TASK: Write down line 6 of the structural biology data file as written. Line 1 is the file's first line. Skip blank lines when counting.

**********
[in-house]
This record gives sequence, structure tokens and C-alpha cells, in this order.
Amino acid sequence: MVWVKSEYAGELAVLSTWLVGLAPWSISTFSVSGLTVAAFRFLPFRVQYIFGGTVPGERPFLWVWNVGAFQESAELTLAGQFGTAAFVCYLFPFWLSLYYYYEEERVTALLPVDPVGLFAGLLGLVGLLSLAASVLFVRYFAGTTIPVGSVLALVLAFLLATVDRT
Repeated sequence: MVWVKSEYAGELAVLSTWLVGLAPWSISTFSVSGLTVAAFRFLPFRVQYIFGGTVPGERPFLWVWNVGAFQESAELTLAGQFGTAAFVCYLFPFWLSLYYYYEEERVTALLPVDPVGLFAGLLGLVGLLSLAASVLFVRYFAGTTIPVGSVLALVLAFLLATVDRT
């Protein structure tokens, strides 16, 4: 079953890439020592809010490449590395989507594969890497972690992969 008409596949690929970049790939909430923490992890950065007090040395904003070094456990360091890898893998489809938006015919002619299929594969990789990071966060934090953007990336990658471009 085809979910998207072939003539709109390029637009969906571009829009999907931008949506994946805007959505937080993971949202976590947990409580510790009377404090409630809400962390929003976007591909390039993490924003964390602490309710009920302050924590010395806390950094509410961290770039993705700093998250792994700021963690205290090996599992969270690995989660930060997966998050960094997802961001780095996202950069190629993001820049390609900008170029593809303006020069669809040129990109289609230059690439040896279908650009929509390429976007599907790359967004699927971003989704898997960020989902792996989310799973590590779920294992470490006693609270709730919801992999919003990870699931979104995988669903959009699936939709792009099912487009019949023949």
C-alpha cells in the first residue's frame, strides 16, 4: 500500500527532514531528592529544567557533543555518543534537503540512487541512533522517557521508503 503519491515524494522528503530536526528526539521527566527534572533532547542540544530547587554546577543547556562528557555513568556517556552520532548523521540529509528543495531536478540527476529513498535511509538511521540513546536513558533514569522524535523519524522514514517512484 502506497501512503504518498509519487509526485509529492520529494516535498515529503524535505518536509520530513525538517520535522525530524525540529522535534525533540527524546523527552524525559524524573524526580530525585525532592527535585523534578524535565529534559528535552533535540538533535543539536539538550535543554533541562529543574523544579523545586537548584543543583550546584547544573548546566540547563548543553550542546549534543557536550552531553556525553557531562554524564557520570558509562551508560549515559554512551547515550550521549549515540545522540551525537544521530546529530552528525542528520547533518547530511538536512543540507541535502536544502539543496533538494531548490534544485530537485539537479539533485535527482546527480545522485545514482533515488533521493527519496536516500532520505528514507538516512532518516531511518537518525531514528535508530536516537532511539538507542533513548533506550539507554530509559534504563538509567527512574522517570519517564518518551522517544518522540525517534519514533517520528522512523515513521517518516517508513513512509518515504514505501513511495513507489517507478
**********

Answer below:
C-alpha cells in the first residue's frame, strides 16, 4: 500500500527532514531528592529544567557533543555518543534537503540512487541512533522517557521508503 503519491515524494522528503530536526528526539521527566527534572533532547542540544530547587554546577543547556562528557555513568556517556552520532548523521540529509528543495531536478540527476529513498535511509538511521540513546536513558533514569522524535523519524522514514517512484 502506497501512503504518498509519487509526485509529492520529494516535498515529503524535505518536509520530513525538517520535522525530524525540529522535534525533540527524546523527552524525559524524573524526580530525585525532592527535585523534578524535565529534559528535552533535540538533535543539536539538550535543554533541562529543574523544579523545586537548584543543583550546584547544573548546566540547563548543553550542546549534543557536550552531553556525553557531562554524564557520570558509562551508560549515559554512551547515550550521549549515540545522540551525537544521530546529530552528525542528520547533518547530511538536512543540507541535502536544502539543496533538494531548490534544485530537485539537479539533485535527482546527480545522485545514482533515488533521493527519496536516500532520505528514507538516512532518516531511518537518525531514528535508530536516537532511539538507542533513548533506550539507554530509559534504563538509567527512574522517570519517564518518551522517544518522540525517534519514533517520528522512523515513521517518516517508513513512509518515504514505501513511495513507489517507478